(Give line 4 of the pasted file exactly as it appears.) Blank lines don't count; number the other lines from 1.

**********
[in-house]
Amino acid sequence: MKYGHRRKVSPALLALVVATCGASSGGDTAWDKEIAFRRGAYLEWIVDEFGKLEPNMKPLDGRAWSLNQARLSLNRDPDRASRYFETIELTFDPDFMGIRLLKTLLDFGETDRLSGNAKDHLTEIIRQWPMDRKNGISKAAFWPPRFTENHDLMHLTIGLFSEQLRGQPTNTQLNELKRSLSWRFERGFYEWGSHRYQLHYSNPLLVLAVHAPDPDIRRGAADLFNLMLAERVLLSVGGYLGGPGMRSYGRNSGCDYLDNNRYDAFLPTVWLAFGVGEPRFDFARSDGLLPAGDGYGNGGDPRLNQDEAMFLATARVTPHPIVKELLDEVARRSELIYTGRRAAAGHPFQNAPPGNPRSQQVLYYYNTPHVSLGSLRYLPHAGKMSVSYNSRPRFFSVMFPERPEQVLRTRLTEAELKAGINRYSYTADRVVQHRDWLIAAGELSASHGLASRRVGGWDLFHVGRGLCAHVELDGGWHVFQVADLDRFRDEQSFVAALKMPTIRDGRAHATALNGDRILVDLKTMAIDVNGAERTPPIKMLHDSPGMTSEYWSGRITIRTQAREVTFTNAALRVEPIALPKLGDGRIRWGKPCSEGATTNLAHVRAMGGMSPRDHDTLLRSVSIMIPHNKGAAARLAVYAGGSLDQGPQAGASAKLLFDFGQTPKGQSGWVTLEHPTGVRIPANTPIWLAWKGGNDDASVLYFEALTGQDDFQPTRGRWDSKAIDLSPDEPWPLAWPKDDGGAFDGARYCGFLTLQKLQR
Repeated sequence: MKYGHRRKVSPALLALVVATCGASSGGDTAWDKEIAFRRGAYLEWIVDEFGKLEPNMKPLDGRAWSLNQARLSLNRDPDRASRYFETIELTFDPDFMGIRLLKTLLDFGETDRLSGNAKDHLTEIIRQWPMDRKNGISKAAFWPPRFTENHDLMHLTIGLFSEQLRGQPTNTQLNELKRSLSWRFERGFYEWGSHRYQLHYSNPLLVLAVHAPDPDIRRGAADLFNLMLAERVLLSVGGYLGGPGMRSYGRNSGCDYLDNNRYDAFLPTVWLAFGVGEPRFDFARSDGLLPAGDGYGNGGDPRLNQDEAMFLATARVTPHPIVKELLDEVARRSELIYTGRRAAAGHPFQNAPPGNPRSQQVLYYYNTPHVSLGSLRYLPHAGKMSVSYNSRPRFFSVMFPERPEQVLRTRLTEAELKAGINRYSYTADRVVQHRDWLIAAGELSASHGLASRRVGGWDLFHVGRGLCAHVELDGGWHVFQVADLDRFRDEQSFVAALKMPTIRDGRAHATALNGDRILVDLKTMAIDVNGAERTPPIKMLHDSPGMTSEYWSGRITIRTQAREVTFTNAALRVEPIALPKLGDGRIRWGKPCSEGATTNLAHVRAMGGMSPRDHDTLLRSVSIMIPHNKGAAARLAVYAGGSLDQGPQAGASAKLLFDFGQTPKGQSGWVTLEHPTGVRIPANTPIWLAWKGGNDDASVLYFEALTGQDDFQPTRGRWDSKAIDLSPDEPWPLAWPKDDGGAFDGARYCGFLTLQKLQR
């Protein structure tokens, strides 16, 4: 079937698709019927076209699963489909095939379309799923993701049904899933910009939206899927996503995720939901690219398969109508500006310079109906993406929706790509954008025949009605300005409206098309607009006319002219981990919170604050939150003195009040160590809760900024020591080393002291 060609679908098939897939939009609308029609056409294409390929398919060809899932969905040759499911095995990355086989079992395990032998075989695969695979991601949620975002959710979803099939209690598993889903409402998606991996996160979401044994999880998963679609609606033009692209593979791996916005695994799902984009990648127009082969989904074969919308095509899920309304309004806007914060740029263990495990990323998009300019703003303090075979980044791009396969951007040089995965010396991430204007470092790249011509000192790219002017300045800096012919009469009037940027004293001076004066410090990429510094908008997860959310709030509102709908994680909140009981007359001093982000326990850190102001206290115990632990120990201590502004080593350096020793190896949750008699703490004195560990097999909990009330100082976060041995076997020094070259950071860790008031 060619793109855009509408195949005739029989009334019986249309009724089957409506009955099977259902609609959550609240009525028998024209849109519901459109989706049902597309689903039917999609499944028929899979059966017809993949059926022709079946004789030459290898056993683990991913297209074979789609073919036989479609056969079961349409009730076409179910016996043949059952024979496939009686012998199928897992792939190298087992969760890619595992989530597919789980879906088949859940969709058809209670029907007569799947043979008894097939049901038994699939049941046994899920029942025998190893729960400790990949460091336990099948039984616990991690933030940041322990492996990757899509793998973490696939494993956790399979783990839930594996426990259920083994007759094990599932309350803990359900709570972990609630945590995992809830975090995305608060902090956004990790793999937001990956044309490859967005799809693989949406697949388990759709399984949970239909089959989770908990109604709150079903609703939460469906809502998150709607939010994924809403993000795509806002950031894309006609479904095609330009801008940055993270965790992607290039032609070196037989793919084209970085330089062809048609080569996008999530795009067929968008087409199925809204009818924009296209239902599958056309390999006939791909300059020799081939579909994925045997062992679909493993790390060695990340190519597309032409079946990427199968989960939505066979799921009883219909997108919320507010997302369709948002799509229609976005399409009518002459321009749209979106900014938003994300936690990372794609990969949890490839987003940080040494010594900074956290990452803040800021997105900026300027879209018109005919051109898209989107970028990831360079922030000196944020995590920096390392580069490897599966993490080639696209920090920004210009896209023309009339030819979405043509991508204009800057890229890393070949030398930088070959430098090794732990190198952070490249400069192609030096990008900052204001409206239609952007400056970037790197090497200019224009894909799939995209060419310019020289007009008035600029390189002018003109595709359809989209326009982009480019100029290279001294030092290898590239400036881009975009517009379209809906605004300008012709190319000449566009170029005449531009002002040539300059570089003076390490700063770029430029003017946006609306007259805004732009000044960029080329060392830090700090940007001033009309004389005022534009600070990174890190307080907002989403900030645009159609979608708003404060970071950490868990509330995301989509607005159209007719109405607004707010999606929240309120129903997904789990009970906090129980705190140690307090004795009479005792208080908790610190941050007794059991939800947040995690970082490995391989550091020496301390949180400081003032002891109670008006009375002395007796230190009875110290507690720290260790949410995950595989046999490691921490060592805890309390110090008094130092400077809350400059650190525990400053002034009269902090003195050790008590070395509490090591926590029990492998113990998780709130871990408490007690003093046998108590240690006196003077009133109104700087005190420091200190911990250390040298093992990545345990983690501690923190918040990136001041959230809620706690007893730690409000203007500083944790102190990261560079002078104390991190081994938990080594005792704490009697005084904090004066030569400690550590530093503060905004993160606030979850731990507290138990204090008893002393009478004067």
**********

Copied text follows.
């Protein structure tokens, strides 16, 4: 079937698709019927076209699963489909095939379309799923993701049904899933910009939206899927996503995720939901690219398969109508500006310079109906993406929706790509954008025949009605300005409206098309607009006319002219981990919170604050939150003195009040160590809760900024020591080393002291 060609679908098939897939939009609308029609056409294409390929398919060809899932969905040759499911095995990355086989079992395990032998075989695969695979991601949620975002959710979803099939209690598993889903409402998606991996996160979401044994999880998963679609609606033009692209593979791996916005695994799902984009990648127009082969989904074969919308095509899920309304309004806007914060740029263990495990990323998009300019703003303090075979980044791009396969951007040089995965010396991430204007470092790249011509000192790219002017300045800096012919009469009037940027004293001076004066410090990429510094908008997860959310709030509102709908994680909140009981007359001093982000326990850190102001206290115990632990120990201590502004080593350096020793190896949750008699703490004195560990097999909990009330100082976060041995076997020094070259950071860790008031 060619793109855009509408195949005739029989009334019986249309009724089957409506009955099977259902609609959550609240009525028998024209849109519901459109989706049902597309689903039917999609499944028929899979059966017809993949059926022709079946004789030459290898056993683990991913297209074979789609073919036989479609056969079961349409009730076409179910016996043949059952024979496939009686012998199928897992792939190298087992969760890619595992989530597919789980879906088949859940969709058809209670029907007569799947043979008894097939049901038994699939049941046994899920029942025998190893729960400790990949460091336990099948039984616990991690933030940041322990492996990757899509793998973490696939494993956790399979783990839930594996426990259920083994007759094990599932309350803990359900709570972990609630945590995992809830975090995305608060902090956004990790793999937001990956044309490859967005799809693989949406697949388990759709399984949970239909089959989770908990109604709150079903609703939460469906809502998150709607939010994924809403993000795509806002950031894309006609479904095609330009801008940055993270965790992607290039032609070196037989793919084209970085330089062809048609080569996008999530795009067929968008087409199925809204009818924009296209239902599958056309390999006939791909300059020799081939579909994925045997062992679909493993790390060695990340190519597309032409079946990427199968989960939505066979799921009883219909997108919320507010997302369709948002799509229609976005399409009518002459321009749209979106900014938003994300936690990372794609990969949890490839987003940080040494010594900074956290990452803040800021997105900026300027879209018109005919051109898209989107970028990831360079922030000196944020995590920096390392580069490897599966993490080639696209920090920004210009896209023309009339030819979405043509991508204009800057890229890393070949030398930088070959430098090794732990190198952070490249400069192609030096990008900052204001409206239609952007400056970037790197090497200019224009894909799939995209060419310019020289007009008035600029390189002018003109595709359809989209326009982009480019100029290279001294030092290898590239400036881009975009517009379209809906605004300008012709190319000449566009170029005449531009002002040539300059570089003076390490700063770029430029003017946006609306007259805004732009000044960029080329060392830090700090940007001033009309004389005022534009600070990174890190307080907002989403900030645009159609979608708003404060970071950490868990509330995301989509607005159209007719109405607004707010999606929240309120129903997904789990009970906090129980705190140690307090004795009479005792208080908790610190941050007794059991939800947040995690970082490995391989550091020496301390949180400081003032002891109670008006009375002395007796230190009875110290507690720290260790949410995950595989046999490691921490060592805890309390110090008094130092400077809350400059650190525990400053002034009269902090003195050790008590070395509490090591926590029990492998113990998780709130871990408490007690003093046998108590240690006196003077009133109104700087005190420091200190911990250390040298093992990545345990983690501690923190918040990136001041959230809620706690007893730690409000203007500083944790102190990261560079002078104390991190081994938990080594005792704490009697005084904090004066030569400690550590530093503060905004993160606030979850731990507290138990204090008893002393009478004067």